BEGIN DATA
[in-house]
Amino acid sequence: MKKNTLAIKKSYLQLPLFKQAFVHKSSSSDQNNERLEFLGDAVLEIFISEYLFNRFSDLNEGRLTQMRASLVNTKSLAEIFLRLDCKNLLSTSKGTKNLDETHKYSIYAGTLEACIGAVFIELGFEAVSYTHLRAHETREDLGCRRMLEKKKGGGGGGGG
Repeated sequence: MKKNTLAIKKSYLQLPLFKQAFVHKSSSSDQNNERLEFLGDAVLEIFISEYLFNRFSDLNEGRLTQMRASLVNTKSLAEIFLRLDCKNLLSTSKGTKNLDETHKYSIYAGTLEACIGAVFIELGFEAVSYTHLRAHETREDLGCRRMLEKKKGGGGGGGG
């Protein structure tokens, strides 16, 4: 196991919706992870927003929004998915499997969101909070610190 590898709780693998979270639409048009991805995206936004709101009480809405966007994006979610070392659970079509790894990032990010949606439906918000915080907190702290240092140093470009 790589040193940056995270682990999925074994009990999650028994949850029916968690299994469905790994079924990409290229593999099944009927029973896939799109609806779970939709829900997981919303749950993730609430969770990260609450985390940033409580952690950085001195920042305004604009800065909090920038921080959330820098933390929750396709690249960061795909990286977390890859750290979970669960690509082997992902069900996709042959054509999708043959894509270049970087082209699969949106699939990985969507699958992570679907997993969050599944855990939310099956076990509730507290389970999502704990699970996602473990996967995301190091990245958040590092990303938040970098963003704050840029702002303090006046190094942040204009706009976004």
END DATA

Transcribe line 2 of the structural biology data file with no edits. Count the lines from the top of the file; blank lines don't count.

Amino acid sequence: MKKNTLAIKKSYLQLPLFKQAFVHKSSSSDQNNERLEFLGDAVLEIFISEYLFNRFSDLNEGRLTQMRASLVNTKSLAEIFLRLDCKNLLSTSKGTKNLDETHKYSIYAGTLEACIGAVFIELGFEAVSYTHLRAHETREDLGCRRMLEKKKGGGGGGGG